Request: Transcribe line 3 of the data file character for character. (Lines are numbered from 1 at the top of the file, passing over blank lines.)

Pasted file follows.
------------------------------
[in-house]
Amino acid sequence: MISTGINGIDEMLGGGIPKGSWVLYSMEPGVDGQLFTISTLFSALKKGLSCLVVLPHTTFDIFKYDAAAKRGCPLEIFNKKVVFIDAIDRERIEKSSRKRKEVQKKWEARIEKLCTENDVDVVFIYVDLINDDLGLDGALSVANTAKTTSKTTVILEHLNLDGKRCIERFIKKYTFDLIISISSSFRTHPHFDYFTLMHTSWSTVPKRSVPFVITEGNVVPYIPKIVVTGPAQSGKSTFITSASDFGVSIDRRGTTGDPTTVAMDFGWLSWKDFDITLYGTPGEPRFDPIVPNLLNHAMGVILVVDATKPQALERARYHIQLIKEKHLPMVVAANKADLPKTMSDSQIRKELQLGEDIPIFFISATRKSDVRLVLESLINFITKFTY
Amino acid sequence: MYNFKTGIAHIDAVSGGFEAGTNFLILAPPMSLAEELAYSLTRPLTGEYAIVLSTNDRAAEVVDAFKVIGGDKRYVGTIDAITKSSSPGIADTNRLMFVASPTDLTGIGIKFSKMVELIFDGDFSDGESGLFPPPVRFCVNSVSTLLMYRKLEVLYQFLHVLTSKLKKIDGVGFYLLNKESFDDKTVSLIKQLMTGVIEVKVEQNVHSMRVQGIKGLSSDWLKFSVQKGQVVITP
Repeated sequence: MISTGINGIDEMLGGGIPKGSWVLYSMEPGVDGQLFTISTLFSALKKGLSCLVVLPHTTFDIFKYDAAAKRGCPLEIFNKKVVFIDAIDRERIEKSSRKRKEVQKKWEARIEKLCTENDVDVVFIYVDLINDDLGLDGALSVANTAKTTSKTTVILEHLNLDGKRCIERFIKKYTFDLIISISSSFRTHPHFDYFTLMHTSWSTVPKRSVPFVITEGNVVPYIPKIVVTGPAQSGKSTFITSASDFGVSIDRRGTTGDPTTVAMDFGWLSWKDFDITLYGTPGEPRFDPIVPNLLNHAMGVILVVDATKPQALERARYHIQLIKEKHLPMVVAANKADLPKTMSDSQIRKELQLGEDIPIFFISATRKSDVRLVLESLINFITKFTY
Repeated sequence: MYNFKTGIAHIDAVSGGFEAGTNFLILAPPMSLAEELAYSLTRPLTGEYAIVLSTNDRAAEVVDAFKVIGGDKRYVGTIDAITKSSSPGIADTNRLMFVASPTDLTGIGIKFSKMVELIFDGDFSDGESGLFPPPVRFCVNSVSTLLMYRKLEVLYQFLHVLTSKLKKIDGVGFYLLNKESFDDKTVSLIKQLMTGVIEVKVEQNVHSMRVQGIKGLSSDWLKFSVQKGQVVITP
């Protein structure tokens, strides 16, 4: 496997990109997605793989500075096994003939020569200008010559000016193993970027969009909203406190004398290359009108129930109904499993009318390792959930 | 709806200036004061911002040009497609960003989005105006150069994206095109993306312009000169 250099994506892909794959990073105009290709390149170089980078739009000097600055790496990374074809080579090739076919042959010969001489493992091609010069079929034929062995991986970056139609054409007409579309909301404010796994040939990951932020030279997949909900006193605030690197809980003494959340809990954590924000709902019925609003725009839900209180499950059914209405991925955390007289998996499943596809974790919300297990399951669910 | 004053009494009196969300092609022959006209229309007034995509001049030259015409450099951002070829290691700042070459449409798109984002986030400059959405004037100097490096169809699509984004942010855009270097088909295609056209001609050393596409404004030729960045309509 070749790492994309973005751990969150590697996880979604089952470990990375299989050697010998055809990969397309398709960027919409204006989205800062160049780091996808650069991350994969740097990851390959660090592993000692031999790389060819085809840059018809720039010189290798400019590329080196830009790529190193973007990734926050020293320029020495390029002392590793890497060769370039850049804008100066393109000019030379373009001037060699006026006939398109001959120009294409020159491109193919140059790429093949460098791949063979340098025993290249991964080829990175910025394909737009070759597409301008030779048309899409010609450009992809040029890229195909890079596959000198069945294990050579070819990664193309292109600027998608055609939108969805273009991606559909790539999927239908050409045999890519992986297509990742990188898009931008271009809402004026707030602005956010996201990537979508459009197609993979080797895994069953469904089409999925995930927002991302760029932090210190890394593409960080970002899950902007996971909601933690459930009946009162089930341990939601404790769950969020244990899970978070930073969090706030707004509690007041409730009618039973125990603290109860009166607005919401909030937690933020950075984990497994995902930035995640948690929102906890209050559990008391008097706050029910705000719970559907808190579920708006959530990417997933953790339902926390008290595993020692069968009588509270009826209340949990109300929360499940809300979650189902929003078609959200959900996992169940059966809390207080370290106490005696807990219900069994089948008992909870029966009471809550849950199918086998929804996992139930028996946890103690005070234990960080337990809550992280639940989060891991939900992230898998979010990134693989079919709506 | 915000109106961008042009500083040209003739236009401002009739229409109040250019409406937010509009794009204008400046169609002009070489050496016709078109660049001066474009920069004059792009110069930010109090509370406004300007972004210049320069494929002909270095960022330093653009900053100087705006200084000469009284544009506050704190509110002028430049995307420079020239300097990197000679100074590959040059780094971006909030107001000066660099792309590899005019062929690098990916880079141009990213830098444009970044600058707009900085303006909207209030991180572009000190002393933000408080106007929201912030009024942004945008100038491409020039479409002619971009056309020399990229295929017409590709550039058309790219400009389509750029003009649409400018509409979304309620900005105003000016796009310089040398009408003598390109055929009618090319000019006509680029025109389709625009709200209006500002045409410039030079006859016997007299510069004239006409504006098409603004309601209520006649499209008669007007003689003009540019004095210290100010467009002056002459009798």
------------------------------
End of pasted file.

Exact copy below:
Amino acid sequence: MYNFKTGIAHIDAVSGGFEAGTNFLILAPPMSLAEELAYSLTRPLTGEYAIVLSTNDRAAEVVDAFKVIGGDKRYVGTIDAITKSSSPGIADTNRLMFVASPTDLTGIGIKFSKMVELIFDGDFSDGESGLFPPPVRFCVNSVSTLLMYRKLEVLYQFLHVLTSKLKKIDGVGFYLLNKESFDDKTVSLIKQLMTGVIEVKVEQNVHSMRVQGIKGLSSDWLKFSVQKGQVVITP